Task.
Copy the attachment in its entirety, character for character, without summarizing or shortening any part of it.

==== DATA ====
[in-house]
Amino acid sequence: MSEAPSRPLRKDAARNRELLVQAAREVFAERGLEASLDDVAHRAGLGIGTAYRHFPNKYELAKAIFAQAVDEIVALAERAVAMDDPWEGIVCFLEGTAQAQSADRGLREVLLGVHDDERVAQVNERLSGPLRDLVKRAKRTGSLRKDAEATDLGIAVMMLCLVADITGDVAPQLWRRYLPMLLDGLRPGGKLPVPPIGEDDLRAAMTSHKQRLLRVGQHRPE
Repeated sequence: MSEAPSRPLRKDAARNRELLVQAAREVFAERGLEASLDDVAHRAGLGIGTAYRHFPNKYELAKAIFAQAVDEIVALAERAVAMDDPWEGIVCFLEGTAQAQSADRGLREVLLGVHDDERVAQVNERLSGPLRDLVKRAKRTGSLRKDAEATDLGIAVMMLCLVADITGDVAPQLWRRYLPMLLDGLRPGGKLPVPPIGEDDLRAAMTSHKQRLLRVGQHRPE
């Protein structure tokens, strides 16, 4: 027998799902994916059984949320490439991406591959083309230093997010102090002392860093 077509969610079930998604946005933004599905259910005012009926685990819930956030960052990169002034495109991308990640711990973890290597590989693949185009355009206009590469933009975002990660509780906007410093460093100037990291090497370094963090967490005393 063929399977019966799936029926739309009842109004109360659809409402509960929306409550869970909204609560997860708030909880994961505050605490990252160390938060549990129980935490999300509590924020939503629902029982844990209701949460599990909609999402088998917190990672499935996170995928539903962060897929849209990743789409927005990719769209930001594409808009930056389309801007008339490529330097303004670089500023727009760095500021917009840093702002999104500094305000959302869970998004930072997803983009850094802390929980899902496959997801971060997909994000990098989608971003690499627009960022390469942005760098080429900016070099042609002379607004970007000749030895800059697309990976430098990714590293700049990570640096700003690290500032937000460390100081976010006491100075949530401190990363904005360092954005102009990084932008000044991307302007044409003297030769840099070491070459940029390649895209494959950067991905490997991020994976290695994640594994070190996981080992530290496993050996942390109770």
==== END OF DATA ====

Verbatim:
[in-house]
Amino acid sequence: MSEAPSRPLRKDAARNRELLVQAAREVFAERGLEASLDDVAHRAGLGIGTAYRHFPNKYELAKAIFAQAVDEIVALAERAVAMDDPWEGIVCFLEGTAQAQSADRGLREVLLGVHDDERVAQVNERLSGPLRDLVKRAKRTGSLRKDAEATDLGIAVMMLCLVADITGDVAPQLWRRYLPMLLDGLRPGGKLPVPPIGEDDLRAAMTSHKQRLLRVGQHRPE
Repeated sequence: MSEAPSRPLRKDAARNRELLVQAAREVFAERGLEASLDDVAHRAGLGIGTAYRHFPNKYELAKAIFAQAVDEIVALAERAVAMDDPWEGIVCFLEGTAQAQSADRGLREVLLGVHDDERVAQVNERLSGPLRDLVKRAKRTGSLRKDAEATDLGIAVMMLCLVADITGDVAPQLWRRYLPMLLDGLRPGGKLPVPPIGEDDLRAAMTSHKQRLLRVGQHRPE
């Protein structure tokens, strides 16, 4: 027998799902994916059984949320490439991406591959083309230093997010102090002392860093 077509969610079930998604946005933004599905259910005012009926685990819930956030960052990169002034495109991308990640711990973890290597590989693949185009355009206009590469933009975002990660509780906007410093460093100037990291090497370094963090967490005393 063929399977019966799936029926739309009842109004109360659809409402509960929306409550869970909204609560997860708030909880994961505050605490990252160390938060549990129980935490999300509590924020939503629902029982844990209701949460599990909609999402088998917190990672499935996170995928539903962060897929849209990743789409927005990719769209930001594409808009930056389309801007008339490529330097303004670089500023727009760095500021917009840093702002999104500094305000959302869970998004930072997803983009850094802390929980899902496959997801971060997909994000990098989608971003690499627009960022390469942005760098080429900016070099042609002379607004970007000749030895800059697309990976430098990714590293700049990570640096700003690290500032937000460390100081976010006491100075949530401190990363904005360092954005102009990084932008000044991307302007044409003297030769840099070491070459940029390649895209494959950067991905490997991020994976290695994640594994070190996981080992530290496993050996942390109770």